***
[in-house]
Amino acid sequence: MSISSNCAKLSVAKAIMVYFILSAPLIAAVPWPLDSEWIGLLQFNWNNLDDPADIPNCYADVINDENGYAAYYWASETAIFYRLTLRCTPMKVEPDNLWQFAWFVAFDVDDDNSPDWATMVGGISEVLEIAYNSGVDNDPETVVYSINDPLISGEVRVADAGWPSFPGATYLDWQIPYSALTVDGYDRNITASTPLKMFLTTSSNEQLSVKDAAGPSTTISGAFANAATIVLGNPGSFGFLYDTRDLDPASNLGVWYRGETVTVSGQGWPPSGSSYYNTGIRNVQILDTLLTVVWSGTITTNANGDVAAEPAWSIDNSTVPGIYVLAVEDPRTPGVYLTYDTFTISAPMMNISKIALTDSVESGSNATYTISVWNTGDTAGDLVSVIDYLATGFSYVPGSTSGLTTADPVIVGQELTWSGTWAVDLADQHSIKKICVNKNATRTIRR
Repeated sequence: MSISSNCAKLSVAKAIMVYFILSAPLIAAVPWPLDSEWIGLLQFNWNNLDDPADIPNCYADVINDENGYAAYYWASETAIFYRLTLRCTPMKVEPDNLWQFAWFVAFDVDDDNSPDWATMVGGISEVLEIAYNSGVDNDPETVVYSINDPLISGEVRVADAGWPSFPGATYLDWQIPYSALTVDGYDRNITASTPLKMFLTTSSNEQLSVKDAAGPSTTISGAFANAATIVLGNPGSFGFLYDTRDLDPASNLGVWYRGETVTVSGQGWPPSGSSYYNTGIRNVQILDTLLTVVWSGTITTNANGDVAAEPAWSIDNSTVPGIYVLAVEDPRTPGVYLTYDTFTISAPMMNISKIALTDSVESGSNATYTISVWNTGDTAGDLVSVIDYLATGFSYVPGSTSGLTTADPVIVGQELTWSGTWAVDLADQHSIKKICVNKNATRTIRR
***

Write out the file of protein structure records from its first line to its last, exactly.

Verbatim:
[in-house]
Amino acid sequence: MSISSNCAKLSVAKAIMVYFILSAPLIAAVPWPLDSEWIGLLQFNWNNLDDPADIPNCYADVINDENGYAAYYWASETAIFYRLTLRCTPMKVEPDNLWQFAWFVAFDVDDDNSPDWATMVGGISEVLEIAYNSGVDNDPETVVYSINDPLISGEVRVADAGWPSFPGATYLDWQIPYSALTVDGYDRNITASTPLKMFLTTSSNEQLSVKDAAGPSTTISGAFANAATIVLGNPGSFGFLYDTRDLDPASNLGVWYRGETVTVSGQGWPPSGSSYYNTGIRNVQILDTLLTVVWSGTITTNANGDVAAEPAWSIDNSTVPGIYVLAVEDPRTPGVYLTYDTFTISAPMMNISKIALTDSVESGSNATYTISVWNTGDTAGDLVSVIDYLATGFSYVPGSTSGLTTADPVIVGQELTWSGTWAVDLADQHSIKKICVNKNATRTIRR
Repeated sequence: MSISSNCAKLSVAKAIMVYFILSAPLIAAVPWPLDSEWIGLLQFNWNNLDDPADIPNCYADVINDENGYAAYYWASETAIFYRLTLRCTPMKVEPDNLWQFAWFVAFDVDDDNSPDWATMVGGISEVLEIAYNSGVDNDPETVVYSINDPLISGEVRVADAGWPSFPGATYLDWQIPYSALTVDGYDRNITASTPLKMFLTTSSNEQLSVKDAAGPSTTISGAFANAATIVLGNPGSFGFLYDTRDLDPASNLGVWYRGETVTVSGQGWPPSGSSYYNTGIRNVQILDTLLTVVWSGTITTNANGDVAAEPAWSIDNSTVPGIYVLAVEDPRTPGVYLTYDTFTISAPMMNISKIALTDSVESGSNATYTISVWNTGDTAGDLVSVIDYLATGFSYVPGSTSGLTTADPVIVGQELTWSGTWAVDLADQHSIKKICVNKNATRTIRR